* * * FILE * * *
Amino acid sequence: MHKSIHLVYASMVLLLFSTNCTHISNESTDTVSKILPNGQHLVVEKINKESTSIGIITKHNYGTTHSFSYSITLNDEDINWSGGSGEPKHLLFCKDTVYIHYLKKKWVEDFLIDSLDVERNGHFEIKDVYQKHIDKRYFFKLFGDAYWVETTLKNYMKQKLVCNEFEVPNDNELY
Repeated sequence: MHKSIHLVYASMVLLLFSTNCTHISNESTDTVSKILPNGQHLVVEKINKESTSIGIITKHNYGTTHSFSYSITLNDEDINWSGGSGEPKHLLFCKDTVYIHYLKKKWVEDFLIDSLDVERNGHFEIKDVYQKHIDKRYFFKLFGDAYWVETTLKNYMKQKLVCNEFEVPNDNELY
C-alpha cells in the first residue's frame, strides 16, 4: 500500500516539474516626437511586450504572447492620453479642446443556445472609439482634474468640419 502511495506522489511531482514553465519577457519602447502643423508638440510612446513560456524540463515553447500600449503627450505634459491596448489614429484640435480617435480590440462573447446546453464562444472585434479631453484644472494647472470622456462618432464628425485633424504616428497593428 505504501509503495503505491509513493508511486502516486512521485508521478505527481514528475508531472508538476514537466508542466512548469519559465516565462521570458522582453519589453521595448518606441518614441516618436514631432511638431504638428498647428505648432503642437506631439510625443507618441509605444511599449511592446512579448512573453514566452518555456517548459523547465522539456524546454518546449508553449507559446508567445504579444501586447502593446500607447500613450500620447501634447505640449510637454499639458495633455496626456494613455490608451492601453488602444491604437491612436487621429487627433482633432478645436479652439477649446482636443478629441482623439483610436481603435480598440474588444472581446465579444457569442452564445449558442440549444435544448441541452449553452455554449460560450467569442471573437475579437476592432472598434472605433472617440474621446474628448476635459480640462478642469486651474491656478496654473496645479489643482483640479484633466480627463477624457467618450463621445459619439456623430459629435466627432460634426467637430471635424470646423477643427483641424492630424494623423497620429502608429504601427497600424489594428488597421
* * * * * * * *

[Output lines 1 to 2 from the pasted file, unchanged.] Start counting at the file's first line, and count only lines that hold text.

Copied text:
Amino acid sequence: MHKSIHLVYASMVLLLFSTNCTHISNESTDTVSKILPNGQHLVVEKINKESTSIGIITKHNYGTTHSFSYSITLNDEDINWSGGSGEPKHLLFCKDTVYIHYLKKKWVEDFLIDSLDVERNGHFEIKDVYQKHIDKRYFFKLFGDAYWVETTLKNYMKQKLVCNEFEVPNDNELY
Repeated sequence: MHKSIHLVYASMVLLLFSTNCTHISNESTDTVSKILPNGQHLVVEKINKESTSIGIITKHNYGTTHSFSYSITLNDEDINWSGGSGEPKHLLFCKDTVYIHYLKKKWVEDFLIDSLDVERNGHFEIKDVYQKHIDKRYFFKLFGDAYWVETTLKNYMKQKLVCNEFEVPNDNELY